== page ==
If you have questions about upcoming changes in California employment law or if you believe you may require legal assistance with a prior or current occurrence contact our offices today at 916-446-2000. The Perkins Asbill legal team helps to enforce employee rights, help organizations navigate complex litigation issues, and more.


Employment Law 101 for Startups

Whether your startup is growing slowly or rapidly, as you begin to add team members, you are entering a whole new world of laws and regulations you must abide by as an employer. In this article, we will present a brief primer of legal considerations you should be aware of and both state and federal laws you must comply with to avoid legal liability as you grow your team.

Independent Contractors vs. Employees

With the gig economy rapidly growing in the U.S. and global markets, many startups are utilizing the services of independent contractors — virtual assistants, marketing specialists, social media managers, graphic designers, web designers, software developers, and more — to help scale their businesses before they are ready to hire part-time or full-time W-2 employees on payroll.

However, understanding the distinction between an independent contractor and employee is essential because, even if a team member is not on payroll, certain factors could cause a court to determine the team member was acting as an employee, rather than an independent contractor, and impose the legal requirements of an employer on your business.

Some of the factors a court will consider when determining whether an individual’s status is employee or independent contractor, include:

  • Telling the team member what tools and equipment to use
  • Telling the team member when and where to work
  • Telling the team member where to purchase supplies and services

This is a very fact-based assessment. The more you direct and control the details of the team member’s behavior, the more likely an employer-employee relationship will be determined to exist. This is very important because when an employer-employee relationship is found, your business is required to comply with many different regulations geared toward protecting employee rights in the workplace.

Americans with Disabilities Act (ADA)

The ADA is a federal law that prohibits employers from discriminating against prospective or current employees on the basis of their physical or mental disability. It also requires employers to provide disabled workers with reasonable accommodations to allow them to perform their job duties, so long as a reasonable accommodation can be provided without causing undue burden to the employer.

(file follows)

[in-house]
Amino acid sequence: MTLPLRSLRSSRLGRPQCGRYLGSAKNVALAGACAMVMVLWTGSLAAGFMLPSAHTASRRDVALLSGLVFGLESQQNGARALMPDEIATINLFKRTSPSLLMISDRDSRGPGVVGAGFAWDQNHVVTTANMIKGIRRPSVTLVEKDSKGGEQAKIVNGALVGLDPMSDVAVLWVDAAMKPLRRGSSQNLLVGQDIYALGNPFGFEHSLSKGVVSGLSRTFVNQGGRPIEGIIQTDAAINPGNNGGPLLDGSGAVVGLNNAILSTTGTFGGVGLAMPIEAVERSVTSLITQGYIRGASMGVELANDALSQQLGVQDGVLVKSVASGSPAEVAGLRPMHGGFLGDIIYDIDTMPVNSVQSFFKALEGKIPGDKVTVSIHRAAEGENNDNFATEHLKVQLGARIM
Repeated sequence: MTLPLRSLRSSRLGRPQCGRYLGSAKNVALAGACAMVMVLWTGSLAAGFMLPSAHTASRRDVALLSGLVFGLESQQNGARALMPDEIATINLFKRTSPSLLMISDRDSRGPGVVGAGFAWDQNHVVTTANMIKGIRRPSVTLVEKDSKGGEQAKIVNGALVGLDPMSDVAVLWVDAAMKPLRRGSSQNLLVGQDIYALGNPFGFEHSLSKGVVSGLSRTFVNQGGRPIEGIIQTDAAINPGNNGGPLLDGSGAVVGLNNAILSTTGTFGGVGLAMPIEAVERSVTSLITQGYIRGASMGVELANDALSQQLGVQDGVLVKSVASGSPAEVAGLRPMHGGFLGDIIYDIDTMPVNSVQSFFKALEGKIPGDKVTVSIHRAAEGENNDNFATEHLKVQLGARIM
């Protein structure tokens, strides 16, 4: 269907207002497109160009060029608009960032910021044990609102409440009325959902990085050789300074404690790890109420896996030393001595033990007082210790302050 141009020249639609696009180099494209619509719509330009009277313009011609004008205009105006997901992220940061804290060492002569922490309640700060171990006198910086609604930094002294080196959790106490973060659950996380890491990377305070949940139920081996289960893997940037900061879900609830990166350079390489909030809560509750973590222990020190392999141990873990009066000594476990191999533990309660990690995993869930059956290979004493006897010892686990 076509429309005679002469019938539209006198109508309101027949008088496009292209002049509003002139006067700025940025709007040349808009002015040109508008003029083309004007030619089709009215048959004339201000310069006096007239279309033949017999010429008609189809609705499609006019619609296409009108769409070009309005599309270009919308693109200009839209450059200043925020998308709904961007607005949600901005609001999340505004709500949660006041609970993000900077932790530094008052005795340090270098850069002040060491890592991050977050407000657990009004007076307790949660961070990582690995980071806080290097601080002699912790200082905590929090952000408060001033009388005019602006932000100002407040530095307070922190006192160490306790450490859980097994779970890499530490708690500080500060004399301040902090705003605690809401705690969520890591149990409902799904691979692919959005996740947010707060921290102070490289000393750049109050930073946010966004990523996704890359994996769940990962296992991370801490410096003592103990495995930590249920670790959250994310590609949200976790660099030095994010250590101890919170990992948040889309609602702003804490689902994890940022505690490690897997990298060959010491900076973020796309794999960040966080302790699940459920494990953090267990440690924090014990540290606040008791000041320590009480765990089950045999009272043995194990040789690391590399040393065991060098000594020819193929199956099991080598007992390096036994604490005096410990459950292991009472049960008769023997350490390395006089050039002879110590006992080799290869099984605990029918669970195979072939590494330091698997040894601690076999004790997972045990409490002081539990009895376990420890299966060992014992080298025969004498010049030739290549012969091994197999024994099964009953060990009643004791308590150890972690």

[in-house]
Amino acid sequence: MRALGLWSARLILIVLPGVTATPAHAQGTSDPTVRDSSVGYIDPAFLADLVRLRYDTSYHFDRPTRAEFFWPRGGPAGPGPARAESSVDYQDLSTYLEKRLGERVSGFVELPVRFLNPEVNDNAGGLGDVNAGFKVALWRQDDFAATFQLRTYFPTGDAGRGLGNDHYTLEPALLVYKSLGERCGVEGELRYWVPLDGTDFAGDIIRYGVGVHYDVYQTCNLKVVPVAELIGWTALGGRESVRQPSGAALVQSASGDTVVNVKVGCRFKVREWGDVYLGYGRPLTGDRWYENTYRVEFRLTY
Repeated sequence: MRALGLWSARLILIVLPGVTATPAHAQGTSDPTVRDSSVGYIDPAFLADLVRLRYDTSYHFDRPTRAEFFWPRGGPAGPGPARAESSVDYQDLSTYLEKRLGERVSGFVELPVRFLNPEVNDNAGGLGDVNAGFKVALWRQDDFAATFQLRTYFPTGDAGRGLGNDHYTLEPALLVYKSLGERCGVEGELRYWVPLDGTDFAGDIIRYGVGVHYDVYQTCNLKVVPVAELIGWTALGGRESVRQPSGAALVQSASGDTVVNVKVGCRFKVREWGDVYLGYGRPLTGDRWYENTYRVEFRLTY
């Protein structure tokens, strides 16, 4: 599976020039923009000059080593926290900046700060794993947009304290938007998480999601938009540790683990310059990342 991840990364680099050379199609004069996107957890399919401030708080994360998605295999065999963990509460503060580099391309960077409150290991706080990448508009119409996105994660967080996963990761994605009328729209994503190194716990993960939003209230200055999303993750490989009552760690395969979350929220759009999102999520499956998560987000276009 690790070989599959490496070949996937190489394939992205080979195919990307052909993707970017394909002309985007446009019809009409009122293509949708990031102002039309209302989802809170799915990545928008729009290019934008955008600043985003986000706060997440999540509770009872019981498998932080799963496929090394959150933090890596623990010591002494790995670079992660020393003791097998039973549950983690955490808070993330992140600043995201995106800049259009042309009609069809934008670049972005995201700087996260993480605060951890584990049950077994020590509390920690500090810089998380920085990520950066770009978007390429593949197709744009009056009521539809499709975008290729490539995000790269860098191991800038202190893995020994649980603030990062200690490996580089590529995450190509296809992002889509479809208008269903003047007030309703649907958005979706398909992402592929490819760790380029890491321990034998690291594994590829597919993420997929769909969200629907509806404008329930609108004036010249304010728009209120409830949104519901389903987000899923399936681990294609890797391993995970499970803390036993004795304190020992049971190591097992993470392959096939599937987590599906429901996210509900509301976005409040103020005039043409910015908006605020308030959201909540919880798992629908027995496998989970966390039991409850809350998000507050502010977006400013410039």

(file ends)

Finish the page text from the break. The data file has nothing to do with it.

Similar requirements are imposed under California state law through the Fair Employment and Housing Act (FEHA).

Equal Employment Opportunity Commission (EEOC)

Under federal regulations enforced by the U.S. Equal Employment Opportunity Commission (EEOC), employers are prohibited from discriminating against employees or prospective employees on the basis of:

  • Race
  • Color
  • National origin
  • Religion
  • Age
  • Sex
  • Sexual orientation
  • Physical or mental disability
  • Pregnancy
  • Genetic information
  • Retaliation

Family Medical Leave Act (FMLA)

The Family and Medical Leave Act of 1993 (FMLA) is a federal law that requires non-exempt employers to provide job protection and unpaid leave to employees who must be absent from work due to a qualified medical or family reason including surgery, caring for an ill family member, or the birth or adoption of a child. FMLA provides job protection for up to 12 work weeks, during which the employee may not be terminated without a legitimate and non-discriminatory reason. The California Family Rights Act provides similar legal protections.


The Pregnancy Discrimination Act prohibits employers from discriminating against prospective or current employees due to pregnancy or a pregnancy-related condition. Employers may not make decisions about hiring, firing, pay, promotion, job assignment, benefits, or any condition of employment based on a woman’s current, past, potential, or intended pregnancy or medical condition related to pregnancy or childbirth.